This has been the best year for teams batting first
Also, Chennai Super Kings have traditionally relied on amassing a huge total before their bowlers put the opposition under stress by exploiting the scoreboard pressure.
MS Dhoni, though, thought otherwise ahead of the second Qualifier in Ranchi and was proved right, even if only by a whisker. But, after winning the toss and opting to field again in the final in Kolkata, he wouldn't go on to defy the numbers for the second time in a row.
Chennai Super Kings wouldn't have expected their opponents to post the score they did. Their head coach, Stephen Fleming, later said they would have batted first in hindsight because "of the way they played." The decision to bowl, he said, was dictated by the "fresh wicket and a good amount of grass."
"Everything suggested [that we] bowl [first]. What we didn't expect is the inconsistency [in the surface]," Fleming said. "We were playing catch up and that can also make conditions look a little bit worse than what it was."
When Faf du Plessis' loopy, reverse flick found the stumps to catch Parthiv Patel short of his crease in the first over, it appeared that the stage was set for Super Kings to chip away. But then, Rohit Sharma and Lendl Simmons ransacked 119 runs in 11.1 overs to unhinge Super Kings.
But, when Rohit and Simmons were out in successive deliveries - Simmons to Dwayne Smith's first ball in this year's competition - Super Kings, like they have so often done in the past, surely had a shot at crippling the scoring-rate. Kieron Pollard and Ambati Rayudu, however, put paid to that line of thinking with a belligerent middle-overs assault.
Contrasting support cast
One of the key differentiators at the end of the game was the performance of the Indian bowlers. None of Super Kings' Indian bowlers went for less than nine runs an over. In sharp contrast, the likes of Vinay Kumar and Hardik Pandya, apart from Harbhajan Singh, provided excellent back-up to the pace pairing of Lasith Malinga and Mitchell McClenaghan.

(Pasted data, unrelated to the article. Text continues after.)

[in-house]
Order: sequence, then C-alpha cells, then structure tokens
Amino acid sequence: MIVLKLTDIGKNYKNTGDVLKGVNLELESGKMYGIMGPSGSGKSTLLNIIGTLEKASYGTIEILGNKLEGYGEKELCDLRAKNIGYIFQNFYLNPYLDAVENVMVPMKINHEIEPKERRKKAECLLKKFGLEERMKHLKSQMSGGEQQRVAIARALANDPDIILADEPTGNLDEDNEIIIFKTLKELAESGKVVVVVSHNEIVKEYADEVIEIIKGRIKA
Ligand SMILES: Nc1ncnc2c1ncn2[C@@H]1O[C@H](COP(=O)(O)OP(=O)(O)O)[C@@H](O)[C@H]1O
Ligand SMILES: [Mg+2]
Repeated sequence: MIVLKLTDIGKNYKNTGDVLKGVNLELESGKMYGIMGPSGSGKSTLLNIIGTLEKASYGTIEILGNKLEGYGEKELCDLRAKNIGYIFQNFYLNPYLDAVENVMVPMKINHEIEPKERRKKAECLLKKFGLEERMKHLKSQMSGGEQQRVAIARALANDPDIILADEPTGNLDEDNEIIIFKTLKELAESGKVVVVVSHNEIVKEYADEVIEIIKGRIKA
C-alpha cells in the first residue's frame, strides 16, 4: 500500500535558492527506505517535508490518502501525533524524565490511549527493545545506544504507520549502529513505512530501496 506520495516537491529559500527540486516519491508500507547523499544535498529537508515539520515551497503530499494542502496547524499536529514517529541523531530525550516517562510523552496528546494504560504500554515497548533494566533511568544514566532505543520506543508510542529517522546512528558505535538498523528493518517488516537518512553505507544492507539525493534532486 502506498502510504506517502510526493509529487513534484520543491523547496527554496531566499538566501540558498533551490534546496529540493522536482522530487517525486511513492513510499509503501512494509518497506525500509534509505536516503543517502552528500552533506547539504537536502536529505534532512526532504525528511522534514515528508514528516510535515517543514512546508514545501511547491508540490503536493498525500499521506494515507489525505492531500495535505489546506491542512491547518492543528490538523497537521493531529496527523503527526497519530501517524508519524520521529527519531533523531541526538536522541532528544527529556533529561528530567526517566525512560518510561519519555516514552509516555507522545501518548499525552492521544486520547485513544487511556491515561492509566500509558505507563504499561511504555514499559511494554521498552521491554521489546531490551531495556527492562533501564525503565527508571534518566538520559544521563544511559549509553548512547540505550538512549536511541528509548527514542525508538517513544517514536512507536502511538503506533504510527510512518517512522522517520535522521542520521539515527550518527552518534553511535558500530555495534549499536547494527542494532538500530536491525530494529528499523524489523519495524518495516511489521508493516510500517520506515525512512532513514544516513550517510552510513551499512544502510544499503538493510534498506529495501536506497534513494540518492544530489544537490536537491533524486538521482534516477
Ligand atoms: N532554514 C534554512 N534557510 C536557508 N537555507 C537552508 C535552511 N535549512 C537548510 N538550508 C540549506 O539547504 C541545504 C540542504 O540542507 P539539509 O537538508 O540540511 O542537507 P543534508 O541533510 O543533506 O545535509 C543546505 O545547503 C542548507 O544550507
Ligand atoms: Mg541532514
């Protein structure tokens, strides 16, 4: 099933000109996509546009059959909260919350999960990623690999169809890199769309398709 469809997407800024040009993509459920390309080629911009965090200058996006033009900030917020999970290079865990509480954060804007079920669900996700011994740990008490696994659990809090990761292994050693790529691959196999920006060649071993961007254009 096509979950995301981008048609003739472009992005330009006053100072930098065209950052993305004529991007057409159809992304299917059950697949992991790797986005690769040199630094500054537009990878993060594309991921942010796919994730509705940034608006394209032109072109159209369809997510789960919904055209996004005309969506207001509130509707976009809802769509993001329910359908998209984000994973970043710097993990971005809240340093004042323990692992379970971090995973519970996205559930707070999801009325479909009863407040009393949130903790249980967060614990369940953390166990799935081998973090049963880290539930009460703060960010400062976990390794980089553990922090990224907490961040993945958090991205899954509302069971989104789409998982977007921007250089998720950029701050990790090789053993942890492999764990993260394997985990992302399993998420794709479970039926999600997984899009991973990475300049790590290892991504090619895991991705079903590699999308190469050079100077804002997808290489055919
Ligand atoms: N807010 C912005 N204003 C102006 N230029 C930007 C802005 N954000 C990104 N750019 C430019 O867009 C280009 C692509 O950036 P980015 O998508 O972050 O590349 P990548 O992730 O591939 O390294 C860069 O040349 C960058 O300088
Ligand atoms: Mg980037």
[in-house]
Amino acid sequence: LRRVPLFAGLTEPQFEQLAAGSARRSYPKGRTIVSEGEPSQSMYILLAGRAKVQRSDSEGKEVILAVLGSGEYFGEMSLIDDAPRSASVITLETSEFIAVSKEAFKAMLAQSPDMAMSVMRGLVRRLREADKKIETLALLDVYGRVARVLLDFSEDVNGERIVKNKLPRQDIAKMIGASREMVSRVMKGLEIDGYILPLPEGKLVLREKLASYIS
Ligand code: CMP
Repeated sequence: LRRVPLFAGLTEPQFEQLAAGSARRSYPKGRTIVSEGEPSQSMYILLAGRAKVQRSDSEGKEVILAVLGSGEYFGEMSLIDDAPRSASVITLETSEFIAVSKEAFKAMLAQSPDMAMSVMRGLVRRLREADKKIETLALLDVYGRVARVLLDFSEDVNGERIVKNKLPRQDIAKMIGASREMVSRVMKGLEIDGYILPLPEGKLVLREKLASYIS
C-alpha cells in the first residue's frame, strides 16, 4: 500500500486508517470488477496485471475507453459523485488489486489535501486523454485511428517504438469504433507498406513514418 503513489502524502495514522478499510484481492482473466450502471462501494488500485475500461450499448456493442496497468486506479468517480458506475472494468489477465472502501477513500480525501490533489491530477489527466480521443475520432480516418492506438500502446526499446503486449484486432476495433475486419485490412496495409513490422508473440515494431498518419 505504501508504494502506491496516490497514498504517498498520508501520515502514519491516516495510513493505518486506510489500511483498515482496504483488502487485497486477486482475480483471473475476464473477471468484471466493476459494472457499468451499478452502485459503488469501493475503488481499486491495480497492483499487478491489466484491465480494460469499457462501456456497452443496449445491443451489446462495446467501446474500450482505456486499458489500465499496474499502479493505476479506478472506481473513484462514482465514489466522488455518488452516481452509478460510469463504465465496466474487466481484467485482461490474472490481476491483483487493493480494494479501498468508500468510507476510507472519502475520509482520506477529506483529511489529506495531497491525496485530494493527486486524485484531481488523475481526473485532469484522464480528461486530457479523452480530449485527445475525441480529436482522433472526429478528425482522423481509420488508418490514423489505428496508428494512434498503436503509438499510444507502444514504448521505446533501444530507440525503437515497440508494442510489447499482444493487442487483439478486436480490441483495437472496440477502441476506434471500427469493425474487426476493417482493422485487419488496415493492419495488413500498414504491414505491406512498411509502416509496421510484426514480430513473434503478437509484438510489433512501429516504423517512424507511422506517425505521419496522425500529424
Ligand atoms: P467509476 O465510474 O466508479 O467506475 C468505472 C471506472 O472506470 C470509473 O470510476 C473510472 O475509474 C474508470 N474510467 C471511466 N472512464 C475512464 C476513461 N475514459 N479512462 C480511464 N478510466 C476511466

Mumbai Indians also read the conditions better, their bowlers dealing in skiddy cutters just outside off stump. Pandya, in particular, troubled Dhoni with deliveries that pinged back in from just short of a length.
Smith's crawl and a limp Powerplay
As often as getting out at the wrong moment is denounced, it's probably just as important in T20 cricket for a struggling batsman to depart at the right moment without wasting deliveries. The opposite of that happened to Super Kings.
Smith and Michael Hussey raised the anxiety levels in their dugout, as only 31 runs were mustered in the Powerplay. Hussey, at one stage, failed to put bat on ball for more than three balls in a row. However, he got out in the fifth over, ceding the stage to others who could charge the run-rate.
Smith's innings, however, was a tenuous battle between runs scored and balls faced. Smith batted till the 12th over to score 57 in 48 balls, and when he looked set to take off, he was trapped in front by Harbhajan.
While a target of 203 was intimidating, Mumbai still needed to back that up with some aggressive bowling upfront given the small boundaries and the quick outfield. Malinga and McClenaghan provided just that. Bristling with purpose, they sent down four overs in the Powerplay, catching the Super Kings openers by surprise with their pace. Malinga's sleight of hand as he varied his trajectory melded favourably with McClenaghan's unrelenting pace. When they returned to bowl in the middle overs, they merely had to slam the door shut on the opposition.
Arun Venugopal is a senior sub-editor at ESPNcricinfo